The views in all directions were spectacular and for the first time, I was able to identify all of the major summits (as well as a few minor summits in the Cathedral Crest)!
This was a minor creek which drained the only the west slope of Lee Vining Peak so I wouldn’t be surprised if it dries up before the end of summer. During the current peak snow melt it was sparkling with life and the surrounding meadows were lush and full of small flowers.
I peered over the backside of the couloir and was stunned. From my earlier visit to Whorl Mountain I knew that despite the severity of Matterhorn’s north face, its south slope was gentle class 2 talus. The guidebook even mentioned that the East Couloir was the easiest way to gain the summit, so I’d assumed that the West Couloir would be similar. Instead I was presented with a shear granite face.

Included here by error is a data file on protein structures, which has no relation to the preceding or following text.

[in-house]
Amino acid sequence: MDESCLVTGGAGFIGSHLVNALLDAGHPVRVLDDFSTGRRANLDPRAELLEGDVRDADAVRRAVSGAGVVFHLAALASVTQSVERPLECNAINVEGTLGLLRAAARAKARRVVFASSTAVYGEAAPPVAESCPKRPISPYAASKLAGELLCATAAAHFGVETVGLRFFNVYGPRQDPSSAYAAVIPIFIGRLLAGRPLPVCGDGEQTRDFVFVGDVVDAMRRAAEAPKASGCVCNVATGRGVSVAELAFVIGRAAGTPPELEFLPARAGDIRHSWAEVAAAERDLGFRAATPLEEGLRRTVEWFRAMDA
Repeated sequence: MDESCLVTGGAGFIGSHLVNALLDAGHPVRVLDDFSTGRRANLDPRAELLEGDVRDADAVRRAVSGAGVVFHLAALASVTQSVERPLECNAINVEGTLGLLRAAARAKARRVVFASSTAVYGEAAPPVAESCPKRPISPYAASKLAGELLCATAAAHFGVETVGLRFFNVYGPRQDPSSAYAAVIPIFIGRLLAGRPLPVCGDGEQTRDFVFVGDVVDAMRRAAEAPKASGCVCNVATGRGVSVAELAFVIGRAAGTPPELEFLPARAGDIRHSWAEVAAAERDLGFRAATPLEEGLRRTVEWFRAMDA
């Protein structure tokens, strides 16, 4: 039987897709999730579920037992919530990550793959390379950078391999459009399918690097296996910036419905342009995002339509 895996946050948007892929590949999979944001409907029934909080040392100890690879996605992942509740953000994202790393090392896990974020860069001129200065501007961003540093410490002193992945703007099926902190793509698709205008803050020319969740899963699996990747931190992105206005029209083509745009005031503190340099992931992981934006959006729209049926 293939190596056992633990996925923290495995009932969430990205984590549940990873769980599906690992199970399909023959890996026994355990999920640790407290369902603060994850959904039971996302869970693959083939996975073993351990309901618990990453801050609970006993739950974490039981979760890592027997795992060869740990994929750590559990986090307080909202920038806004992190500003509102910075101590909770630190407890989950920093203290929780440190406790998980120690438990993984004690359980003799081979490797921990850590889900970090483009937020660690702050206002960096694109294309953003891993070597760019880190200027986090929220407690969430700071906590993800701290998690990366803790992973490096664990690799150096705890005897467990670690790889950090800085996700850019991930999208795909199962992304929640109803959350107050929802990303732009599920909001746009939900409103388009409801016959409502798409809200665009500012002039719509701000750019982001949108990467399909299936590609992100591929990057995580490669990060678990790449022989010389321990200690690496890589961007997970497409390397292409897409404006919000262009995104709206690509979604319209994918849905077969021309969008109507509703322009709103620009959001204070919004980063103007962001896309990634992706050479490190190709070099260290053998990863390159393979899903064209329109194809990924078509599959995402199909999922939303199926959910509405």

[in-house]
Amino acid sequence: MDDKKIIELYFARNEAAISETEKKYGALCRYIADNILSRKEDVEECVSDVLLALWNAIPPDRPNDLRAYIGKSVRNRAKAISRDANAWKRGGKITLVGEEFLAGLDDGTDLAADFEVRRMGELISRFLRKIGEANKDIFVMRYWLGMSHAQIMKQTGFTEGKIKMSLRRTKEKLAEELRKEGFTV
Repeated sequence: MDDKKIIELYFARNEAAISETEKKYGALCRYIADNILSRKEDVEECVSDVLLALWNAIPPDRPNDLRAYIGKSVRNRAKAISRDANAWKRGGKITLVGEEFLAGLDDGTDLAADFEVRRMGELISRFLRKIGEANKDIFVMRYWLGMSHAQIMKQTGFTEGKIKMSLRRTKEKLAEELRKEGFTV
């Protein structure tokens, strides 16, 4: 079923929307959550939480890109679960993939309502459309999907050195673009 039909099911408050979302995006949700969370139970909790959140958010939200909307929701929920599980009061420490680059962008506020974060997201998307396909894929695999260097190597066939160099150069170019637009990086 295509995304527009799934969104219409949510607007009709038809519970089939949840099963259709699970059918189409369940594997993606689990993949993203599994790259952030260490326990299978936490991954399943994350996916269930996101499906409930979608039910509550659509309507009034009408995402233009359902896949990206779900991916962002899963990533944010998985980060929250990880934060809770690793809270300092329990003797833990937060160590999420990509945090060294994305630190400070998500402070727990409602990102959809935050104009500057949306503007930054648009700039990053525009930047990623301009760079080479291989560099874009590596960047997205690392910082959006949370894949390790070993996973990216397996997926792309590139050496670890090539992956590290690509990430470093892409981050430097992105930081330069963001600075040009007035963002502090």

I had second thoughts about deciding to bring my “fat, fun” skis rather than my narrower “mountaineering” skis for which I have ski crampons. With ski crampons, I would probably easily maintain my initial pace of 1,500 vertical feet per hour. Instead, it would take me two hours to climb the next 1,000 ft.
Eventually the rock became loose enough that we could plunge step, but this also meant that it was loose enough to pick up momentum. I was fortunate to happen to look back up the slope just as the rock was starting to slide on its own and shouted to Rafee to take cover. We managed to jump to the side as several soccer ball sized rocks came hurtling past.
We arrived at the crux of the climb where I had read that the standard route ran up the gut of this gully and was called “The Staircase.” I could indeed see the large 3-5 foot ledges and agreed that this was probably the easiest way up, normally. At that moment, however, the steps were buried in 3 to 12 inches of snow.
This is far and away both the largest and the most experienced group of people I’ve ever hiked with. I don’t imagine I will have to worry about the group slowing me down much during this trip!